Single pill could curb smoking, drinking
Anti-smoking tablet shows promise in curbing boozing
Jul 10, 2007 04:30 AM
WASHINGTON–Bar-hoppers everywhere discovered long ago that smoking and drinking go hand-in-hand. So, why not a single pill that helps curb the two vices?
A drug called varenicline may be the answer. The tablets already have been shown to make smoking less rewarding for some. Preliminary work, done in rats, suggests they could do the same for drinking.
"The biggest thrill is that this drug, which has already proved safe for people trying to stop smoking, is now a potential drug to fight alcohol dependence," said Selena Bartlett, a University of California, San Francisco neuroscientist who led the study. Details appear this week in the journal Proceedings of the National Academy of Sciences.
Pfizer Inc. developed varenicline specifically as a stop-smoking aid and has sold it in the United States since August under the brand name Chantix.
Pfizer provided the drug for the new study, but was not otherwise involved in the research.
Varenicline works by latching onto the same receptors in the brain that nicotine binds to when inhaled in cigarette smoke, an action that leads to the release of dopamine in the brain's pleasure centres. Taking the drug blocks any inhaled nicotine from reinforcing that effect.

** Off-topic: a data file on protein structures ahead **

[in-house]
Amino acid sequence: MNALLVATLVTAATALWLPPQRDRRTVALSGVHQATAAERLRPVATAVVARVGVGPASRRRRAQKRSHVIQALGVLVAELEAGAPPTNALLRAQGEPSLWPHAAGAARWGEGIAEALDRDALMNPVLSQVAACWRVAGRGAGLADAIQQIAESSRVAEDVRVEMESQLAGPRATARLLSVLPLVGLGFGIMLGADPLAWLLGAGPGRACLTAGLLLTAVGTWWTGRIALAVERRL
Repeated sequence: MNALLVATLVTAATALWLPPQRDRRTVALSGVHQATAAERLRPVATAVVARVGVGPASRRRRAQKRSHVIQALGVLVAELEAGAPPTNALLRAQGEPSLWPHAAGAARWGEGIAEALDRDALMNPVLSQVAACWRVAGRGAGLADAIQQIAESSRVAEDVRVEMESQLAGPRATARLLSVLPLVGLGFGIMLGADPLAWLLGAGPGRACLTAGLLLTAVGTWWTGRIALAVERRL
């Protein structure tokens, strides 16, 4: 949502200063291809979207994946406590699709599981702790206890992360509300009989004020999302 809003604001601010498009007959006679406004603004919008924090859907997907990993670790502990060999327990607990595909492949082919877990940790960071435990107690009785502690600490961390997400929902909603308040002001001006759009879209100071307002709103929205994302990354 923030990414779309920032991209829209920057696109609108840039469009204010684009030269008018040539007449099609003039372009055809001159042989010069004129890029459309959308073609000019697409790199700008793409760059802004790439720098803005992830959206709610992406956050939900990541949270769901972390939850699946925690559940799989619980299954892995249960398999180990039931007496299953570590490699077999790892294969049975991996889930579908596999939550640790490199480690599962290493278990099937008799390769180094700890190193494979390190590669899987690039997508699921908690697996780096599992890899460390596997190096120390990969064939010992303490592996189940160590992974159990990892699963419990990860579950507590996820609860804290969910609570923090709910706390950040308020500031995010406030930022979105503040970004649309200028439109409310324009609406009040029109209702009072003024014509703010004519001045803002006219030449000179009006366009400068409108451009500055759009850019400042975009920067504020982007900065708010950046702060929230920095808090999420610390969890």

The new study suggests not just nicotine but alcohol also acts on the same locations in the brain. But several experts not involved in the study cautioned there is no such thing as a magic cure-all for addiction and that varenicline and similar drugs may find more immediate use in treating diseases like Alzheimer's and Parkinson's.
Expanding its use as a treatment for alcohol abuse may be the first order of business, though. The University of California researchers, together with the U.S. National Institute on Alcohol Abuse and Alcoholism, are planning the first studies in humans of the drug's effectiveness in curbing alcohol cravings and dependence, Bartlett said. That the drug is already U.S. Food and Drug Administration-approved should speed things along.
In the new study, researchers trained rats to drink alcohol and measured the effect of varenicline once the animals became the lab equivalent of heavy drinkers. They found the drug curbed their drinking. Even when stopped, the rats resumed drinking but didn't binge.
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